Dan Philibin

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Why Building Better Places Isn’t About Money

Added on Jan 2, 2023  ·  Filed under urbanism

Coby Lefkowitz offers some thoughts on why creating "quality, beautiful places" seems so difficult. He covers the common suspects like zoning, codes, and parking minimums—which do affect what's allowed to be built, yes—but then suggests that a lack of vested interest at the local level in making beautiful places also contributes negatively:

Perhaps the most important driver of this disease of thoughtlessness is who’s building our places today. Whereas in the past, our communities were spearheaded by craftsmen, designers, and developer entrepreneurs who both valued creating solid, quality places in their backyards, and had the freedom to do so, that’s not the case today. Most new building is subject to antiquated zoning codes that are carried out by institutionally backed developers who care little of the street-level impact their projects have. These firms tend to be out of towners who have little stake or vested interest in the neighborhoods they build in beyond their stabilization cycle. So long as the economics work, and the units are occupied, the project is deemed successful. Any qualitative impact it may potentially have is deemed superfluous, or not considered at all.

Someone with a one-hour commute in a car needs to earn 40% more to be as happy as someone with a short walk to work. On the other hand, researchers found that if someone shifts from a long commute to a walk, their happiness increases as much as if they’d fallen in love.

Not Everyone Should Have A Say

Added on Nov 23, 2022  ·  Filed under urbanism

Key to understanding the undemocratic nature of “community participation” is defining who is actually meant by “community.” First, the types of people who have the time and money to sue developers under federal environmental statutes are not representative of the broader community. Second, the costs of construction (noise, a disrupted view) are localized, whereas the benefits of renewable energy are large and diffuse. That means if the process for green-lighting a project prioritizes local voices, it will miss a much larger piece of the picture: all of the millions of people who will benefit from a greener future.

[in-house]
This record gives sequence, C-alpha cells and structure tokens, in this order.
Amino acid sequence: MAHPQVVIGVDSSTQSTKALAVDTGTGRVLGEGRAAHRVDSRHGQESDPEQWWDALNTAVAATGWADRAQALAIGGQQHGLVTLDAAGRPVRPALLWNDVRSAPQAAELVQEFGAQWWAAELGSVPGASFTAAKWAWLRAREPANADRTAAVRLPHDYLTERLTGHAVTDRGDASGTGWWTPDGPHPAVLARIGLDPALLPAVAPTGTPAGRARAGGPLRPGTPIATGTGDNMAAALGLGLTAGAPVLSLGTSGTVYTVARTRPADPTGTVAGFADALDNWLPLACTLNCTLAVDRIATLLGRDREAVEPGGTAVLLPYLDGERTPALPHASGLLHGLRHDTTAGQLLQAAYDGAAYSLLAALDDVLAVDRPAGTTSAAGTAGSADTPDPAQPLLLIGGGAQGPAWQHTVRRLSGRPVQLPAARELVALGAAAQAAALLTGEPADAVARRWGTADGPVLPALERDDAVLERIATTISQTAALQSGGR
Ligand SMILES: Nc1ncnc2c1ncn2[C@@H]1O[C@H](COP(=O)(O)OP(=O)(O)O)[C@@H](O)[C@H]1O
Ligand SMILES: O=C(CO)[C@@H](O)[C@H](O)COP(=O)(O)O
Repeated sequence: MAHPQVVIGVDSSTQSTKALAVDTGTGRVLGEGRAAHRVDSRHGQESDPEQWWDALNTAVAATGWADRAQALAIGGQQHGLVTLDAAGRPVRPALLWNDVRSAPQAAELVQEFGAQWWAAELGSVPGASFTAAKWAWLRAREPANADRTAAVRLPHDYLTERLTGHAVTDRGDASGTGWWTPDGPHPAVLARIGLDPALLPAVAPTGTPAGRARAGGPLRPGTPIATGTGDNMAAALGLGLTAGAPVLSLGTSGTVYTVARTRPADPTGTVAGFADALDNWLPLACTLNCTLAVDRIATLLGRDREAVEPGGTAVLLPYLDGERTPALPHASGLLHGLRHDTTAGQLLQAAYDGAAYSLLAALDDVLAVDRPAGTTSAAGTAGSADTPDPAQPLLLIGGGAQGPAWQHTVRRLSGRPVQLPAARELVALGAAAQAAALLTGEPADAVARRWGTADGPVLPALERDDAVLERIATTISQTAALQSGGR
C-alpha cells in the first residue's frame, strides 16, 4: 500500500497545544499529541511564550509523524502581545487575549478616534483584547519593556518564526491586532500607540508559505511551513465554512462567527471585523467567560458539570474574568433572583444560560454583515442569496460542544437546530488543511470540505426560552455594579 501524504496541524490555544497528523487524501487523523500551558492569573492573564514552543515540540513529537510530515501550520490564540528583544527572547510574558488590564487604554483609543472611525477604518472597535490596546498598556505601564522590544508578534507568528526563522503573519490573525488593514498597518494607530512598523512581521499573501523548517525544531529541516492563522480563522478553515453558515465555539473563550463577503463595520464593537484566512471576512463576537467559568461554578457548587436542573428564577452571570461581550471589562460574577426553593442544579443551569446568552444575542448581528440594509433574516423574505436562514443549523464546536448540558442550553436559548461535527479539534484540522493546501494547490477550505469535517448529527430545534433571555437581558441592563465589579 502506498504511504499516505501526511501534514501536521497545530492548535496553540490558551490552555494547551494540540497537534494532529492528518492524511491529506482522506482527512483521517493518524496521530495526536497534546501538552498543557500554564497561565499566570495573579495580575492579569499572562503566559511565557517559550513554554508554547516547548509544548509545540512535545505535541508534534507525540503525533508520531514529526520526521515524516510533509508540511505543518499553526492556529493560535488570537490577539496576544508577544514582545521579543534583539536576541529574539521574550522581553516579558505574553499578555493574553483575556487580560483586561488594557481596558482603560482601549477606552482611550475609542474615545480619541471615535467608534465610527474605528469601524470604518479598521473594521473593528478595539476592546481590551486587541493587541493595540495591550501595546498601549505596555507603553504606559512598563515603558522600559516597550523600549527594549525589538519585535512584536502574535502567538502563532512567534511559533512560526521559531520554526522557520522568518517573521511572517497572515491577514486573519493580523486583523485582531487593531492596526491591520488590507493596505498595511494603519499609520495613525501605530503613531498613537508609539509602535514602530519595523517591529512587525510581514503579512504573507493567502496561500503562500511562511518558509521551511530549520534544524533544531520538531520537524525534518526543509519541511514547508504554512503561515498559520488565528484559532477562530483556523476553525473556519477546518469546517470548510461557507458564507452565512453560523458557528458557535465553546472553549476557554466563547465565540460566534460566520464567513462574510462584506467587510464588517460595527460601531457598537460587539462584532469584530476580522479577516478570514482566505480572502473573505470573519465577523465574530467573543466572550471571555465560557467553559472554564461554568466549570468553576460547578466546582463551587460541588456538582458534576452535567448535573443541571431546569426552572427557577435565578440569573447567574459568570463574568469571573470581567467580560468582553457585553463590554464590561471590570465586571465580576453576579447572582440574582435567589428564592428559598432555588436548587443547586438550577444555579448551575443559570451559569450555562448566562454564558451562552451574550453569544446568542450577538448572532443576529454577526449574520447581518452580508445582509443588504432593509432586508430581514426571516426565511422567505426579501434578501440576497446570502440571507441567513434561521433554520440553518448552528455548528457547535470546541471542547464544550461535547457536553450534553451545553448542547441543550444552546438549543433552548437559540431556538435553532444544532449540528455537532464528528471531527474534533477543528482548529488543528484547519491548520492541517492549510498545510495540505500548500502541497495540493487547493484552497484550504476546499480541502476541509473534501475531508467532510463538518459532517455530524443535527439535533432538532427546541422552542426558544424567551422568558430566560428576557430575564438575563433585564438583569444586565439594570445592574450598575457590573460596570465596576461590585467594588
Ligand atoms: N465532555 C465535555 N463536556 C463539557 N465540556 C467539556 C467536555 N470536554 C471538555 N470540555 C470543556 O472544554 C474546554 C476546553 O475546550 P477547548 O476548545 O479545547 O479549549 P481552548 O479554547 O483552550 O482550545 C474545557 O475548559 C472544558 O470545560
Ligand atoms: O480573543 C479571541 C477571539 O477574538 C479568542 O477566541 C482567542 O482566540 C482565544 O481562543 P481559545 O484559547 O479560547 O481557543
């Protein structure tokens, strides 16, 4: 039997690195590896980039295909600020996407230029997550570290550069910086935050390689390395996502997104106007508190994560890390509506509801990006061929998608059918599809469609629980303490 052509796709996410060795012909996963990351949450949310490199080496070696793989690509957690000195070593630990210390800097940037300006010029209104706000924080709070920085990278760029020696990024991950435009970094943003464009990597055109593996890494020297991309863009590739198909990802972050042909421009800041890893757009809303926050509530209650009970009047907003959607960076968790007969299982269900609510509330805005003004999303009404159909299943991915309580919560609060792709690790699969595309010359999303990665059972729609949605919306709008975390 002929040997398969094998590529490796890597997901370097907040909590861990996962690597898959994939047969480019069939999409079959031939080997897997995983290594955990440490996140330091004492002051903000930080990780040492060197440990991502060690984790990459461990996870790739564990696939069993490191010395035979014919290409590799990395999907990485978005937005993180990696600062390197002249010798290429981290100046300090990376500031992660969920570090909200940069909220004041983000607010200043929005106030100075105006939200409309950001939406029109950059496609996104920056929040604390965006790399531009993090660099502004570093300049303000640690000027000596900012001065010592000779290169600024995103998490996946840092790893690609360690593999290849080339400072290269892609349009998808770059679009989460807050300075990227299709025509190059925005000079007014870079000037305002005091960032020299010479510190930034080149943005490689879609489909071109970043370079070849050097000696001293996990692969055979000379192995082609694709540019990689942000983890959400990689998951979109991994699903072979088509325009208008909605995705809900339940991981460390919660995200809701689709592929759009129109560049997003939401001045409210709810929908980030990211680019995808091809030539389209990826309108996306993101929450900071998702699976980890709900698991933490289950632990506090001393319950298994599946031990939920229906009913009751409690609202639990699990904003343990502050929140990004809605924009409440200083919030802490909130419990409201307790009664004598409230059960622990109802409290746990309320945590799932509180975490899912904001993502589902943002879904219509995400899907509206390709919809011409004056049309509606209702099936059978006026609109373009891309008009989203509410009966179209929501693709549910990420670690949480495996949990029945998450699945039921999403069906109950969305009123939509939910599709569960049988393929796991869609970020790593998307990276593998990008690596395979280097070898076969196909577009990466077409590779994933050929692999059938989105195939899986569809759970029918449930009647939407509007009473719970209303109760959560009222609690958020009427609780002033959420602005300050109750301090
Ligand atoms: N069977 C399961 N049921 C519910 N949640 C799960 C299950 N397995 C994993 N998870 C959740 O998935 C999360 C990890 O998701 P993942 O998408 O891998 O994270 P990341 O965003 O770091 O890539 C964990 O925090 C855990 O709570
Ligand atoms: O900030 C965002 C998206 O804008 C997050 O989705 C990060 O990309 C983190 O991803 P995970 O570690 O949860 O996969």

There Are No Cars in Wakanda

Added on Nov 22, 2022  ·  Filed under urbanism

In continuing to look at the car as some magical conduit to a brighter future, we continue to ignore what the automobile has wrought. [...]

What if we could rethink mobility to be not about the car, but about people? What if we thought less about technological innovation and more about connection and community, equity and access? Might it be possible to imagine a move away from petrol? From drivers? From cars?

State and local governments prioritize building infrastructure for cars, and public transportation remains underfunded and unreliable. Wide roads and parking lots spread everything out and make walking extremely difficult, if a neighborhood even has sidewalks to begin with. Today, because a majority of Americans, including an increasing number of children and the elderly, live in car-centric areas like suburbs, our ability to form connections and community is limited. [...]

As local governments across the US increasingly take steps to make car-centric cities more walkable and amenable to public transit, it makes sense for us to consider what it would take to do the same for car-centric suburbs. Americans of all abilities deserve to participate in society independent of their ability to own, maintain, and drive a car. That includes being able to make friends on their own two feet.

The Human Scale

Added on Oct 30, 2022  ·  Filed under urbanism

Spend some time with urbanists and you are bound to hear the term human scaled sooner rather than later. A near relative to the term human scaled is when we talk about a town or neighborhood being walkable. What the term means is simply this: a human scaled town is one where you can live almost your entire life within walking distance.

The housing theory of everything

Added on Oct 23, 2022  ·  Filed under favorites, urbanism

Try listing every problem the Western world has at the moment. Along with Covid, you might include slow growth, climate change, poor health, financial instability, economic inequality, and falling fertility. These longer-term trends [...] may seem loosely related, but there is one big thing that makes them all worse. That thing is a shortage of housing: too few homes being built where people want to live. And if we fix those shortages, we will help to solve many of the other, seemingly unrelated problems that we face as well.